News: Specialized Press
Cortical Gray Matter in Attention-Deficit/Hyperactivity Disorder: A Structural Magnetic Resonance Imaging Study
Source: JOURNAL OF THE AMERICAN ACADEMY OF CHILD AND ADOLESCENT PSYCHIATRY Volume 49, Issue 3, Pages 229-238 / Date: March 2010 / Category: Specialized Press
AUTHORS: Martin J. Batty, Ph.D, Elizabeth B. Liddle, Ph.D, Alain Pitiot, Ph.D, Roberto Toro, Ph.D, Madeleine J. Groom, Ph.D, Gaia Scerif, Ph.D, Mario Liotti, M.D., Ph.D, Peter F. Liddle, MBBCh., Ph.D, Tomáš Paus, M.D., Ph.D, Chris Hollis, MRCPsych, Ph.D.
Objective: Previous studies have shown smaller brain volume and less gray matter in children with attention-deficit/hyperactivity disorder (ADHD). Relatively few morphological studies have examined structures thought to subserve inhibitory control, one of the diagnostic features of ADHD. We examined one such region, the pars opercularis, predicting a thinner cortex of the inferior frontal gyrus (IFG) in children with ADHD.
Method: Structural images were obtained from 49 children (24 control; 25 ADHD combined subtype) aged 9 though 15 years. Images were processed using a volumetric pipeline to provide a fully automated estimate of regional volumes of gray and white matter. A further analysis using FreeSurfer provided measures of cortical thickness for each lobe, and for 13 regions in the frontal lobe.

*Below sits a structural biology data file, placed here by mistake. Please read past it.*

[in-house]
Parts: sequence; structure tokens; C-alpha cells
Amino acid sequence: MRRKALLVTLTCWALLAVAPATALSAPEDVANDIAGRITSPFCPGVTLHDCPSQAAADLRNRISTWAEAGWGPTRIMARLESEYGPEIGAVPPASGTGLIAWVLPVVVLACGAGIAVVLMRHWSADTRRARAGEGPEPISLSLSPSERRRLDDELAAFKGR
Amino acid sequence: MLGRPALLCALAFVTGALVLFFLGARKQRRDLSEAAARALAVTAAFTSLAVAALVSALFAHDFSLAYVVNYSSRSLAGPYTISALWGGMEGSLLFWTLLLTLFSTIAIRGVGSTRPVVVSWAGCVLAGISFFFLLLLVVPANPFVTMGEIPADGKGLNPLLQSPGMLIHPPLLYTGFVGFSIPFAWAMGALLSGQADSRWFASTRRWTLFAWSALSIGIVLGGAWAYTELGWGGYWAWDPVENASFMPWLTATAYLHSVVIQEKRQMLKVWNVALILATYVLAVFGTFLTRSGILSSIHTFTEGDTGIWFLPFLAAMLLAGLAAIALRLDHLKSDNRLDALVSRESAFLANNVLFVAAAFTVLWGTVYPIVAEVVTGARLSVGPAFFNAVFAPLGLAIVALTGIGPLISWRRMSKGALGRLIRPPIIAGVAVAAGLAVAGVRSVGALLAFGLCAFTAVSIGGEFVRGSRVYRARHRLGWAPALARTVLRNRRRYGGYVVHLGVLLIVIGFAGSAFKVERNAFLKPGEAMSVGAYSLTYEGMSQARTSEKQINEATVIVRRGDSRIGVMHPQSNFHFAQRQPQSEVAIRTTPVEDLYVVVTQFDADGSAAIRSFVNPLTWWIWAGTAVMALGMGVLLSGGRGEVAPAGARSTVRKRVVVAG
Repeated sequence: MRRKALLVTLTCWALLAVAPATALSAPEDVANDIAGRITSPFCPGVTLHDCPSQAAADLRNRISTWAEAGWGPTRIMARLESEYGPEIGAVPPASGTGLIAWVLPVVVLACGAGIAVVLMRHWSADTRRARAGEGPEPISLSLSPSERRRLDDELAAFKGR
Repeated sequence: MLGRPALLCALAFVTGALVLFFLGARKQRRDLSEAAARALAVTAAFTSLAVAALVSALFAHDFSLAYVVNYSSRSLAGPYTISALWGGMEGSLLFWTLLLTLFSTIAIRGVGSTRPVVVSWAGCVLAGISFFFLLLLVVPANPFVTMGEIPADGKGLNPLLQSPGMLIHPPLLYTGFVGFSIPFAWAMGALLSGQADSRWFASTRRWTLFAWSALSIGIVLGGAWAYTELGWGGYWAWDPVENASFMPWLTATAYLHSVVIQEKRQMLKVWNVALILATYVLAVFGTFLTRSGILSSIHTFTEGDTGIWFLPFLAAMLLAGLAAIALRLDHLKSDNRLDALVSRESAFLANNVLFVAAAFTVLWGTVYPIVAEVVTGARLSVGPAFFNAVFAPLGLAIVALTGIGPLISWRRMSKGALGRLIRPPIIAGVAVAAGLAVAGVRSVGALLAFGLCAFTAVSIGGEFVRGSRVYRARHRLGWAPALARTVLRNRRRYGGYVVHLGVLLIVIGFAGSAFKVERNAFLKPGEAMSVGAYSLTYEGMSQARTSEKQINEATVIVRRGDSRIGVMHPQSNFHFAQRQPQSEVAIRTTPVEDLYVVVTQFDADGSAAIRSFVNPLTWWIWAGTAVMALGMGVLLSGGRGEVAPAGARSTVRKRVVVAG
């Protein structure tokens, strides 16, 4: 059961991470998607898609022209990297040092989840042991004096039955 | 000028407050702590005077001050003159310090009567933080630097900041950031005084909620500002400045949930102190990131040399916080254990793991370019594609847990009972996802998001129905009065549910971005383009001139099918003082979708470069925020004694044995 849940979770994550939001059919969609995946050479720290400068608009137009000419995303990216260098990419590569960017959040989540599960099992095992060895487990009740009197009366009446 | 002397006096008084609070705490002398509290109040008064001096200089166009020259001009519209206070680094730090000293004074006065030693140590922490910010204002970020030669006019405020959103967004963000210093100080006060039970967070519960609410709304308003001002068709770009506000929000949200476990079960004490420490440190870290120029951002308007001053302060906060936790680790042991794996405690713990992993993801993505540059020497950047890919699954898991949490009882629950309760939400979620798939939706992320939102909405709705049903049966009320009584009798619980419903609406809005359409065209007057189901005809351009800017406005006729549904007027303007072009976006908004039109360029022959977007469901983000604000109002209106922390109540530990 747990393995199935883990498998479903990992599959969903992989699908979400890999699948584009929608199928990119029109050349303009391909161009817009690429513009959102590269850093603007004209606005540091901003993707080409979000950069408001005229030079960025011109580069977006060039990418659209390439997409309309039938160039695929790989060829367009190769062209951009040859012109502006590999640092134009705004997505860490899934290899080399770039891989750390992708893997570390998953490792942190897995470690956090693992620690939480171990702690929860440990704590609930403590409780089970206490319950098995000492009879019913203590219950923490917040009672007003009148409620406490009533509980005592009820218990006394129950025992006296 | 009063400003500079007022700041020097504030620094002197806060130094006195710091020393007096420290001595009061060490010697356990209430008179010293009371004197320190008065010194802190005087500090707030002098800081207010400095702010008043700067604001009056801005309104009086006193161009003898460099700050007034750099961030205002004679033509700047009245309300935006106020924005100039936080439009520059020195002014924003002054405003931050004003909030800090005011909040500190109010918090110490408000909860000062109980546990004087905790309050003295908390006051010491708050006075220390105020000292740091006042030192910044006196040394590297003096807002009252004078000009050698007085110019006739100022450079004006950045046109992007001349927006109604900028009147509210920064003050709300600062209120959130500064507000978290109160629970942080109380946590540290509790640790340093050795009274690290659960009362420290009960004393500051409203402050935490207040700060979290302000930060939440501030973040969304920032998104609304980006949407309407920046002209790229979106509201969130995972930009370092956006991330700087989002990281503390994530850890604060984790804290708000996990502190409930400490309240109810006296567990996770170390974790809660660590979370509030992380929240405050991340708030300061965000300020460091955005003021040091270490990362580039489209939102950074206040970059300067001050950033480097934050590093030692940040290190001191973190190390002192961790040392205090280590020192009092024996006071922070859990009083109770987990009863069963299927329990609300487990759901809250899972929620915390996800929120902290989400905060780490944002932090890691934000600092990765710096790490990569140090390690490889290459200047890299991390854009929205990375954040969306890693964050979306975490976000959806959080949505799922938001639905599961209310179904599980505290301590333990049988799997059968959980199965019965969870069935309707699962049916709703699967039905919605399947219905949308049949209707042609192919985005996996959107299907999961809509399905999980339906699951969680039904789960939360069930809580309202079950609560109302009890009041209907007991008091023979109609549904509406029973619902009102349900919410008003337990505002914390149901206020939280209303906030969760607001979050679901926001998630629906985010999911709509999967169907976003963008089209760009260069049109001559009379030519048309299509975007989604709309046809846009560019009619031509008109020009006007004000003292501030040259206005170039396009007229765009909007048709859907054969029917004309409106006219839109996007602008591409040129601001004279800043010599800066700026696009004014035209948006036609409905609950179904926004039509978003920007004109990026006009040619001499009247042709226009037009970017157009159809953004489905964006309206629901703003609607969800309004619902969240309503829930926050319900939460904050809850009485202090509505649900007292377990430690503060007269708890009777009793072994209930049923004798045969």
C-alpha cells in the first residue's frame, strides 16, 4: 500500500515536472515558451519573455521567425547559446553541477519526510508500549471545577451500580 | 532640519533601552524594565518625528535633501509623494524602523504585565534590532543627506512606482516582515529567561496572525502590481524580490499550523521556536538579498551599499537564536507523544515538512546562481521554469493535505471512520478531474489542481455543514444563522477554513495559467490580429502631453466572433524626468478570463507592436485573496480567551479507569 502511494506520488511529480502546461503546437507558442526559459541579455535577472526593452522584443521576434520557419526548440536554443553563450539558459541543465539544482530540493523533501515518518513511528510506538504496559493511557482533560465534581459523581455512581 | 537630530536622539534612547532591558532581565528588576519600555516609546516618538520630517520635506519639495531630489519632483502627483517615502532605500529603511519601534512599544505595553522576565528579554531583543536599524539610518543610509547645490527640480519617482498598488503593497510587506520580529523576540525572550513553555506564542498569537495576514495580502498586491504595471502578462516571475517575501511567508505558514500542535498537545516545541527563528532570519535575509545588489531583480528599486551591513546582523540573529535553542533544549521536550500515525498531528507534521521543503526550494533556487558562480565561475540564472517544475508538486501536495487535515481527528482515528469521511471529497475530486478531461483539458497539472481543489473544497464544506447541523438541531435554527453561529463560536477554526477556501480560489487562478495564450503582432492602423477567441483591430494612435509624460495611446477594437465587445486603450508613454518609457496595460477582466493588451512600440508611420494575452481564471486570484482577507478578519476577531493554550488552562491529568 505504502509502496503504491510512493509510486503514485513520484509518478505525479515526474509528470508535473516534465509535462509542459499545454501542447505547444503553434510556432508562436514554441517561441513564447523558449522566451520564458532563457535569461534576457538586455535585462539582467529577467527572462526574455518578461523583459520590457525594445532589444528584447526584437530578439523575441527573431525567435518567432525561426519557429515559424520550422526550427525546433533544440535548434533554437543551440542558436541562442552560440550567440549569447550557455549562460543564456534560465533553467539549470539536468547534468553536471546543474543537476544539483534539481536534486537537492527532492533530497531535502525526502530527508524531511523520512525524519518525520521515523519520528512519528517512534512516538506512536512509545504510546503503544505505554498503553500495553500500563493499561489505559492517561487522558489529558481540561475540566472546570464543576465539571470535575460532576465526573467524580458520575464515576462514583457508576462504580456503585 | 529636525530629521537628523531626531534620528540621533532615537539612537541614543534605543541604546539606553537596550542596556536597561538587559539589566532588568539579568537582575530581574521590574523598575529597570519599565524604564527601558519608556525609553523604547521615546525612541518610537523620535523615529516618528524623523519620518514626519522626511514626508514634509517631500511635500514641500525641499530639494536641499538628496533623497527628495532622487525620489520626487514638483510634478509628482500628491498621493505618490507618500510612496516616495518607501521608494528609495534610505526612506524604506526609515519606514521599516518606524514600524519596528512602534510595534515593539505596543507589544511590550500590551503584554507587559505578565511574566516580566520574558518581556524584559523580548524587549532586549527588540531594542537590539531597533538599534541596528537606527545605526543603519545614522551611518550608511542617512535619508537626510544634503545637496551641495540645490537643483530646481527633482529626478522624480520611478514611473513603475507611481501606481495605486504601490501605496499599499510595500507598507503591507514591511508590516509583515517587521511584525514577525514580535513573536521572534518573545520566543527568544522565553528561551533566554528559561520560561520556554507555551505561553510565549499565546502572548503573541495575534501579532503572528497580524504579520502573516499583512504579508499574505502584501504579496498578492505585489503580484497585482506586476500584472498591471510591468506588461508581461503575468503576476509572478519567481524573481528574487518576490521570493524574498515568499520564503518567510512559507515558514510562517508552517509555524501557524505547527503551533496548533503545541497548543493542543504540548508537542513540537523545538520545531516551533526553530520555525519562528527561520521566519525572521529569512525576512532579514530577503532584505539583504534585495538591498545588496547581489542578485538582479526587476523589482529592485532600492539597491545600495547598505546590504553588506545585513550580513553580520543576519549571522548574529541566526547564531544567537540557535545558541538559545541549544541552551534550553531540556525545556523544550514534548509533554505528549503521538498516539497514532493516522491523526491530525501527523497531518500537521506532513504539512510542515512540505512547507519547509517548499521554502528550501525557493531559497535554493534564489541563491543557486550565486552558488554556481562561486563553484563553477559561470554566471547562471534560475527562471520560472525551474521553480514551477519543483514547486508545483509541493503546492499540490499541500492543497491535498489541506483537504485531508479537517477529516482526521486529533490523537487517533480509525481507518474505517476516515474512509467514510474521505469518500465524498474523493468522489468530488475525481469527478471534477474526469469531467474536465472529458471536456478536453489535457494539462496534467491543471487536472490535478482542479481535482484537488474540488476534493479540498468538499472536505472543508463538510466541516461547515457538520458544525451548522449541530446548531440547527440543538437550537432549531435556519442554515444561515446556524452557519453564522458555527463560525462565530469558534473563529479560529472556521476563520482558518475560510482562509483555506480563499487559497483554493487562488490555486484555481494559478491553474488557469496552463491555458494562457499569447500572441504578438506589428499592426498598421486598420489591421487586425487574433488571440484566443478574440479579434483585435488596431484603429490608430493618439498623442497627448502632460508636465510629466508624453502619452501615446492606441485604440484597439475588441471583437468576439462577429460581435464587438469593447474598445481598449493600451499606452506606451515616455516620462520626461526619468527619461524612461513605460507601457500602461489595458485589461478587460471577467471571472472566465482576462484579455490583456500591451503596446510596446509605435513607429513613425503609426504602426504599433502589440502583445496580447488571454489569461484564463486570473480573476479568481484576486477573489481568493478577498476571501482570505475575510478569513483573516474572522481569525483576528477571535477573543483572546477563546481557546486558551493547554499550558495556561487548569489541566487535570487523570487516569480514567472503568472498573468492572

Results: Relative to controls, children with ADHD had smaller whole brain volume and lower gray matter, but not white matter, volumes in all lobes. An analysis of frontal regions showed a significant interaction of group by region. Planned contrasts showed bilateral thinner cortex in the pars opercularis in children with ADHD.
Conclusions: Children with ADHD showed both diffuse and regional gray matter abnormalities. Consistent with its putative role in response inhibition, the cortex of the pars opercularis was thinner in children with ADHD who, as expected, had significantly poorer inhibitory performance on a Go/No-go task. These differences held for both hemispheres raising the possibility that a developmental abnormality of IFG might drive development of inhibition difficulties.